Tajikistan has a fragile economy, a high poverty rate, corrupt government institutions, and a long history of communist control as part of the Soviet Union until 1991. Its population skews young, with more than 70 percent of the population under 30 years old — and this new generation is embracing new ideas. The Tajikistan Free Market Centre (TFMC), an Atlas Network partner based in Dushanbe, recently held a summer camp and debate tournament titled “Ideas for a Free Society” for youth representing various regions of the country.
“The purpose of the meeting was to raise awareness and youth involvement in public debate on the theme of a free society and the role of the individual and the state in political, social and economic activities,” TFMC said in a statement about the event (all quotes translated from Russian). “In just four days, participants received a comprehensive knowledge on such difficult topics as: the concept of a free society, the role of culture in economic development, freedom and law, identity, state, and the market, and civil society. The other key element was ‘Debate League,’ during which each team must debate all other participating teams of the league, thus revealing literally the ‘best of the best.’”
The summer camp functioned with lectures and seminars earlier in the day and debates on the topics presented in the evening, with each team having to argue for the side of the state at least once. The debate tournament was taken very seriously by the youth who participated, and there was a high degree of competition in each of the four days.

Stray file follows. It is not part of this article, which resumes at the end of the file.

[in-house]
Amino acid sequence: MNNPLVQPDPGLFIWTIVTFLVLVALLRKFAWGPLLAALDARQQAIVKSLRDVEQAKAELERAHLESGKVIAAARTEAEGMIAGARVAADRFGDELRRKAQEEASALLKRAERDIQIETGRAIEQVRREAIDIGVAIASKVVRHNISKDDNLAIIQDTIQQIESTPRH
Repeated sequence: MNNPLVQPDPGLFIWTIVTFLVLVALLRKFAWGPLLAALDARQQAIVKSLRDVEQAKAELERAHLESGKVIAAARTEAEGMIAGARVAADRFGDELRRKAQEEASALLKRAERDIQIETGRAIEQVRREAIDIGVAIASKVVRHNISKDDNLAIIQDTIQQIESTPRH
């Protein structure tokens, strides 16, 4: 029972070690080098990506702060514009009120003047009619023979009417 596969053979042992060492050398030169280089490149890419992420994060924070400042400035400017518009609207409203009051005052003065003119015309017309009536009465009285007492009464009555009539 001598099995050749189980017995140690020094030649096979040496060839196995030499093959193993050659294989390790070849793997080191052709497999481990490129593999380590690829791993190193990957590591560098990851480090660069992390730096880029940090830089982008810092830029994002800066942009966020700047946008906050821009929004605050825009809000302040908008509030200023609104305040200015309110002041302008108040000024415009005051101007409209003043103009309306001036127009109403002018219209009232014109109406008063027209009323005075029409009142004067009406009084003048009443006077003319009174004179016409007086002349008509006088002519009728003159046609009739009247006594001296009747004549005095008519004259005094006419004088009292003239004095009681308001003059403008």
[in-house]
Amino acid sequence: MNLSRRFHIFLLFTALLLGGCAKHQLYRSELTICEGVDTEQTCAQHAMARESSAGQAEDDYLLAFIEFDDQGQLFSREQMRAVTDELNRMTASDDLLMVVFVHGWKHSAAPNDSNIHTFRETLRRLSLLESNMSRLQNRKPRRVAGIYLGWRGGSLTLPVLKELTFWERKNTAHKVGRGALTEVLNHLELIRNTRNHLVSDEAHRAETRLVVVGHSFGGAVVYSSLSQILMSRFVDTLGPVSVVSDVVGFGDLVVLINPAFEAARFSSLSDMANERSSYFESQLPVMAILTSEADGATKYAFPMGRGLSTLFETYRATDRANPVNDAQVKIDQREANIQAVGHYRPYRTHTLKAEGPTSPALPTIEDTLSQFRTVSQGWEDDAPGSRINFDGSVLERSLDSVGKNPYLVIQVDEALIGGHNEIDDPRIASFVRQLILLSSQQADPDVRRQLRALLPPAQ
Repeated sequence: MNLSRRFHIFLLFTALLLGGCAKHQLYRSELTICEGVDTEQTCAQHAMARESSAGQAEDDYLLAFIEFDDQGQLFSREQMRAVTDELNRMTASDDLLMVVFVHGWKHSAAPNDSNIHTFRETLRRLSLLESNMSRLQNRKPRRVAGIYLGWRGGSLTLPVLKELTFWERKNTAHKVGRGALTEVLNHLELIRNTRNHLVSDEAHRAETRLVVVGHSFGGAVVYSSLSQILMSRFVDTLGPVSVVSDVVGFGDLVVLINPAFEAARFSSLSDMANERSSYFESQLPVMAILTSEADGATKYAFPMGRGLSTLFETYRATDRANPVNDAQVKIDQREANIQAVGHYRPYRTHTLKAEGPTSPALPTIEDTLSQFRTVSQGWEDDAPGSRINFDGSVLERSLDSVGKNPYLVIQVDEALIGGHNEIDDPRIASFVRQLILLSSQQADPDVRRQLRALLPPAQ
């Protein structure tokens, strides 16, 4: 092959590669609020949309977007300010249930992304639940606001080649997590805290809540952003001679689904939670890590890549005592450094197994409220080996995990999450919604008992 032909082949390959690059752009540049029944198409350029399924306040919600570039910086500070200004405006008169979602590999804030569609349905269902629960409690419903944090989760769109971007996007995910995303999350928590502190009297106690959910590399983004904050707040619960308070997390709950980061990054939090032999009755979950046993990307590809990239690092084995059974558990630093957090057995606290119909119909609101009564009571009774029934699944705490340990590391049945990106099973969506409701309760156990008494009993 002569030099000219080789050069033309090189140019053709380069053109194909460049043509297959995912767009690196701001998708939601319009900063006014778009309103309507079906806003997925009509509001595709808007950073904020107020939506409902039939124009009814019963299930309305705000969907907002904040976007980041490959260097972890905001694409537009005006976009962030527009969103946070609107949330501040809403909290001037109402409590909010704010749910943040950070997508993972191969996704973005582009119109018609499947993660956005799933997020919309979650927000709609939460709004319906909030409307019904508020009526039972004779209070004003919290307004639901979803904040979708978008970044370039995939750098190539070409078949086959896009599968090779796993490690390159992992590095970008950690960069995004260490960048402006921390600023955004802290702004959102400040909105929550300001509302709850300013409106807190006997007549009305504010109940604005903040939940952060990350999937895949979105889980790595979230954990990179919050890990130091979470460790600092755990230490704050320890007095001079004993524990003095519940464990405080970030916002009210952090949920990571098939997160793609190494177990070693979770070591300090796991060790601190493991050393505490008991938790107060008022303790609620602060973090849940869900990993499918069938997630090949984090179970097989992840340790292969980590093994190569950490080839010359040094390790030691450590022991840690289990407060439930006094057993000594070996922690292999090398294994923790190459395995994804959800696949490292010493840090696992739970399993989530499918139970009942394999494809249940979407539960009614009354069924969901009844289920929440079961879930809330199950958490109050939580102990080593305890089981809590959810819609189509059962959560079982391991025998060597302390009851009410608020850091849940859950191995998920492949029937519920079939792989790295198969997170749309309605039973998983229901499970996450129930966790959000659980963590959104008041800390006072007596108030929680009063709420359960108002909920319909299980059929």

“It is very difficult to get the attention of young people, and even harder to keep it. You can hold one seminar for a couple of hours, but four days of seminars alone on philosophical subjects simply ‘kill’ all the participants,” said Aziz Timuroff, TFMC executive director. “Having them take part in the debate makes them listen attentively, to conceptualize ideas, to form their own point of view, and to develop arguments to defend them.”
Each team of debaters attended every lecture and participated in seven rounds of debate, covering all aspects of the curriculum presented in the “Ideas for a Free Society” program. Debate topics included pluralism and tolerance, the morality of the state, the role the state should play in the economy, and more.
Abdulkaysi Saiddzhabbora, one of the judges for the debate league, was very impressed with how much both those who had never debated before and the more experienced debaters had improved.
“The participants had never debated on such difficult yet interesting topics,” Saiddzhabbora said. “For example, most of the participants from Kulyab were economists. They participated in the debate on economic issues, but also were offered a great challenge and an opportunity to learn a lot. After the camp, the boys appeared enthusiastic to host another debate tournament.”